Trout Zone Anglers, LLC

Great Smoky Mountains

Visiting anglers are often humbled by the wily trout of the Smokies. A day spent with a Great Smoky Mountains fly fishing guide will shorten the learning curve. Both experienced anglers and novices alike will benefit from a day of fly fishing with the guides at Trout Zone Anglers. Our passion is sharing our love of fly fishing the Smokies for wild trout with Park visitors. Regardless of your skill level, we are certain that a day spent with one of our fly fishing guides will make you a better angler and help you start catching more trout in the Great Smoky Mountains.

The Waters You’ll Fish With Your Great Smoky Mountains Fly Fishing Guide

Our Smoky Mountain fishing guides cover the entire Park, but specialize in fishing on the Tennessee side of the Park. In particular, we serve primarily as Townsend and Gatlinburg Tennessee fishing guides. This is because that is where most of our customers stay when visiting the area. We also fish the Oconaluftee River system on the North Carolina side of the Park regularly. This may be ideal for customers staying in Cherokee or Bryson City North Carolina.

The most famous stream we guide on is probably Little River. We also fish Abrams Creek, the West Prong of the Little Pigeon, the Middle Prong of the Little Pigeon, Cosby Creek, and Big Creek. Our favorite brook trout streams are often small tributaries of those larger stream systems. On the North Carolina side of the Park, we also fish all of the streams. However, the majority of our time is spent on the Oconaluftee River and its tributaries as well as Cataloochee Valley for our guided trips. If you are interested in guided trips on other streams, feel free to contact me for more information and to discuss the possibility.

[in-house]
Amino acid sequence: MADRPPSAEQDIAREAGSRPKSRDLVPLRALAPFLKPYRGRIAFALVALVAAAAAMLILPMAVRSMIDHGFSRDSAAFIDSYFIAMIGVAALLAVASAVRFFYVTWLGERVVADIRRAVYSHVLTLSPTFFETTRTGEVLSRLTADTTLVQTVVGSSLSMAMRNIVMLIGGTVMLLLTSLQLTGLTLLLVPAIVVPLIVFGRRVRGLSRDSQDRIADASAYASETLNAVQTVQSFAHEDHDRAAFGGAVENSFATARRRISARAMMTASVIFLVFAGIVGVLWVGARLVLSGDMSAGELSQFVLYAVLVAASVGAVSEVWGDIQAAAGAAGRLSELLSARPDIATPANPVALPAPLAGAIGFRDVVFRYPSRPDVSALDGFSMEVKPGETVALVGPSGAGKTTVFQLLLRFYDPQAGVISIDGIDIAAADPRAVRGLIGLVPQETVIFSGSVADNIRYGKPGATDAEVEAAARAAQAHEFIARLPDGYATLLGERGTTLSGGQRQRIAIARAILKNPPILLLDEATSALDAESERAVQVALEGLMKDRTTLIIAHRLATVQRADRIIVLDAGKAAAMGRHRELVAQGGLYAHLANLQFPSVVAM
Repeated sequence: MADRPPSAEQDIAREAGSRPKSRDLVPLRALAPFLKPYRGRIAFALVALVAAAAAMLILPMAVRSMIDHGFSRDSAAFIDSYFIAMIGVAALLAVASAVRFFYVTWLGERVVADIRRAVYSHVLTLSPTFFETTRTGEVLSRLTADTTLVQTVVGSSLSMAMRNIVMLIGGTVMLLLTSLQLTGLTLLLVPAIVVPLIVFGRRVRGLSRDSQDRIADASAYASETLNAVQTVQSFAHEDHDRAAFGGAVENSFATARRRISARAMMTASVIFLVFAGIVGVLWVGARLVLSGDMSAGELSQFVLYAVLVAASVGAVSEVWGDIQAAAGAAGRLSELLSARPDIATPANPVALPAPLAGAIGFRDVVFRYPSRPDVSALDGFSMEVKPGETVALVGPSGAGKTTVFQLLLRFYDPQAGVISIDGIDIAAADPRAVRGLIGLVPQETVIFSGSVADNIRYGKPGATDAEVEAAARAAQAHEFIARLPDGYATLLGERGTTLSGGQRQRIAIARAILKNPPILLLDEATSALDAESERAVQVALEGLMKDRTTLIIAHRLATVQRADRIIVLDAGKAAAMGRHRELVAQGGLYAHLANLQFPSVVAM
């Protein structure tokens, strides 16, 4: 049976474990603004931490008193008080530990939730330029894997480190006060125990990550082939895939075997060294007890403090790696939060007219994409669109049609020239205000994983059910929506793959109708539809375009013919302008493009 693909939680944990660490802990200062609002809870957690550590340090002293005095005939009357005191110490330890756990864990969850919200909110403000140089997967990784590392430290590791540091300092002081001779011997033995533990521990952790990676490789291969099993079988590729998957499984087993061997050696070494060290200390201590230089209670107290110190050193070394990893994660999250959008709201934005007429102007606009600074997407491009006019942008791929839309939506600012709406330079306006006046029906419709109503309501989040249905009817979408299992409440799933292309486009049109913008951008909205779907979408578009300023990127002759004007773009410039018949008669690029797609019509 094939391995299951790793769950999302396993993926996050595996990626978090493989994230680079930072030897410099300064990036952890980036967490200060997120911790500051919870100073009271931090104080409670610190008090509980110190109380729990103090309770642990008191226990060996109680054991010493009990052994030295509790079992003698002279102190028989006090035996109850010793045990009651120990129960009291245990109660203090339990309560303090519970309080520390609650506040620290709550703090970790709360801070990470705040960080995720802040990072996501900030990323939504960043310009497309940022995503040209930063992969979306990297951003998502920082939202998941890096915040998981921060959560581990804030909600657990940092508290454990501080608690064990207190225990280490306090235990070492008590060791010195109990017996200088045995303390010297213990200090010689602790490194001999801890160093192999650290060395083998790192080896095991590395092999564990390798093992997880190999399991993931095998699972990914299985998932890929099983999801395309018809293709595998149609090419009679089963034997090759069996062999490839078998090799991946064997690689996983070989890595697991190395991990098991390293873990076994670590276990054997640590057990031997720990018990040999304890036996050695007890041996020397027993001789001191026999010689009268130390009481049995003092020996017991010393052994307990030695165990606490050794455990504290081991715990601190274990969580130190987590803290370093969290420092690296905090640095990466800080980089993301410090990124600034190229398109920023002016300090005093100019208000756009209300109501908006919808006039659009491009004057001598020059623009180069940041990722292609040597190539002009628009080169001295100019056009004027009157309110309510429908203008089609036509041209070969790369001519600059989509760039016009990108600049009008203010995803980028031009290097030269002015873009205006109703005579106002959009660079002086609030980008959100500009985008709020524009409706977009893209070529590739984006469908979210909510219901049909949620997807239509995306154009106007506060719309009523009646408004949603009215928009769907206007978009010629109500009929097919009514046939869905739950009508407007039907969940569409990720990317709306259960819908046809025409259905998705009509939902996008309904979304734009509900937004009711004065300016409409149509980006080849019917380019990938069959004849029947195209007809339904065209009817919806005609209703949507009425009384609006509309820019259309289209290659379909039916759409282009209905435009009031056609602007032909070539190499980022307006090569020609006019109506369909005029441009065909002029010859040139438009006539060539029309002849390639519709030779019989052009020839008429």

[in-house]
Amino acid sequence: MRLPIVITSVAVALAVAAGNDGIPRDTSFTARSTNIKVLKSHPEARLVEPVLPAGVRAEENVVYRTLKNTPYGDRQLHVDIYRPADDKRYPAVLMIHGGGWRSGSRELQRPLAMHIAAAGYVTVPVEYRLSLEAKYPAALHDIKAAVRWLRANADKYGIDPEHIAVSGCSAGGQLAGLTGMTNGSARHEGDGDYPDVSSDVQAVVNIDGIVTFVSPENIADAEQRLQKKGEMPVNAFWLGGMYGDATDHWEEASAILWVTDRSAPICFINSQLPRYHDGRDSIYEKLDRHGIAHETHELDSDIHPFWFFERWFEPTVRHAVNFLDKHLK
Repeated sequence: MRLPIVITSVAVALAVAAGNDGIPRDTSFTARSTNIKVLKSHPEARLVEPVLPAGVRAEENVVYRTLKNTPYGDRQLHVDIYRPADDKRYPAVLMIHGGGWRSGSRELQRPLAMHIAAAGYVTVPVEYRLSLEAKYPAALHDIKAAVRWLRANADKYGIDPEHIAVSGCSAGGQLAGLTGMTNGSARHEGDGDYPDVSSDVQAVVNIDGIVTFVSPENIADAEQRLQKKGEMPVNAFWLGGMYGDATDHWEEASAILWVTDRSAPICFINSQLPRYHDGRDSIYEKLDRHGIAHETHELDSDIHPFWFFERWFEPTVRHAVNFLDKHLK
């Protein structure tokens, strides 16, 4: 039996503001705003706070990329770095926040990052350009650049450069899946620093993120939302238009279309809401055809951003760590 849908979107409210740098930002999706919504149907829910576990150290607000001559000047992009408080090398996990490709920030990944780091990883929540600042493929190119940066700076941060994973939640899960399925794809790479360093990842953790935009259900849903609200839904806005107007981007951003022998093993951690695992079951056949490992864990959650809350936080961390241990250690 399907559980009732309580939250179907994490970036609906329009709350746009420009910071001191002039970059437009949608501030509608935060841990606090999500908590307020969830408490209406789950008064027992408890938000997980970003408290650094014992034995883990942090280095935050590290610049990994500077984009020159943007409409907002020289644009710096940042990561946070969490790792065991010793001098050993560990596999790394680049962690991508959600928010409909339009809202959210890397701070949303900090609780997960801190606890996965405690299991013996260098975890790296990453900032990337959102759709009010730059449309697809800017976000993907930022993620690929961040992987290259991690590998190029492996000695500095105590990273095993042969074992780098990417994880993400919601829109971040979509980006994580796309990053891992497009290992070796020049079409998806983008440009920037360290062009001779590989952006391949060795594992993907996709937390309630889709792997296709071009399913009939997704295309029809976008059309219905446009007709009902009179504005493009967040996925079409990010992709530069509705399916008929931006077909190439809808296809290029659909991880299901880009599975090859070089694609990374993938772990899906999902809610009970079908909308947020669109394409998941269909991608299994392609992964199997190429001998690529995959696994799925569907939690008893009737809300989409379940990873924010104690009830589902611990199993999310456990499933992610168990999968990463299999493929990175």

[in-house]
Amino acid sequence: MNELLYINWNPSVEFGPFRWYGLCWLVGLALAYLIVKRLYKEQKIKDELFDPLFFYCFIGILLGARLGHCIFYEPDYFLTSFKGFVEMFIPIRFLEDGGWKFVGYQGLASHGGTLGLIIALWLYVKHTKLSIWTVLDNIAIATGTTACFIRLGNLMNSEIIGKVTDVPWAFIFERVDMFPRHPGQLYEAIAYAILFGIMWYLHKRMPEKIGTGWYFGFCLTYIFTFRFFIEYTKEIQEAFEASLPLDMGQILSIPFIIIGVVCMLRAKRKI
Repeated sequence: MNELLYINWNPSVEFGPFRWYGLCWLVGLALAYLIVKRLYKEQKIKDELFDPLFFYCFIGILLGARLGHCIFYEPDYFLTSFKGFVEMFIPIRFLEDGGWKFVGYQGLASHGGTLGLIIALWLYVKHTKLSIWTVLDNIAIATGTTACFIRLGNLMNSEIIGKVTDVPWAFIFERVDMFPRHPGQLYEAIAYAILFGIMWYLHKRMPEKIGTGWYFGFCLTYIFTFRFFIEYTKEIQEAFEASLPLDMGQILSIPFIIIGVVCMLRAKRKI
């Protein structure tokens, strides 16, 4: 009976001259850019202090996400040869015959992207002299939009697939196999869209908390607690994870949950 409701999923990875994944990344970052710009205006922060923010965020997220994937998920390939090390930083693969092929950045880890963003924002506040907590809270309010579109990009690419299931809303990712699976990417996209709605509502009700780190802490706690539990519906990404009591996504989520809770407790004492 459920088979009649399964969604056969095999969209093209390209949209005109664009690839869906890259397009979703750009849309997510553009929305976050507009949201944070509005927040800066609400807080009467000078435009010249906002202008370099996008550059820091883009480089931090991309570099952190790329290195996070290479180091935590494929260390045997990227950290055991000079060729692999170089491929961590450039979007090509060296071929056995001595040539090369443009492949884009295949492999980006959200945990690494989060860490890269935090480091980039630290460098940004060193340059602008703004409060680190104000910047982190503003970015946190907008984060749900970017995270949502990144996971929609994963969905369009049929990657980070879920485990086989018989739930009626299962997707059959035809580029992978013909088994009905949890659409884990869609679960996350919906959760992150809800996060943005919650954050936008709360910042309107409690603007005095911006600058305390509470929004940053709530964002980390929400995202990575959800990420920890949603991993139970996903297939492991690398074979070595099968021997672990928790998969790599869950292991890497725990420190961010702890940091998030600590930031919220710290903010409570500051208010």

Little River fall colors above Elkmont. A Great Smoky Mountains fly fishing guide usually knows where the best fishing and scenery will be.

“Fall in the Little River Backcountry” © 2015 David Knapp Photography

Hiking Will Produce Better Fishing

The Park has over 800 miles of fishable water. If an easy day of fishing close to the car is what you want, we will probably fish on Little River or the Middle Prong. If you are willing to walk, some of our favorite places are well into the backcountry. As a general rule, the fishing gets better the farther you walk. We understand that some people cannot walk far for various reasons, but for those who can, a long walk can offer the trip of a lifetime. There is even a good spring creek here in the Smokies. As with most spring creeks, this one is technical and full of very spooky trout.

As longtime Great Smoky Mountains fly fishing guides, we know these streams and know how to find trout. We consider these streams our home waters and spend more time here than anywhere else. This is where we learned to fly fish and is our favorite place to guide.

The Trout You’ll Catch With Your Great Smoky Mountains Fly Fishing Guide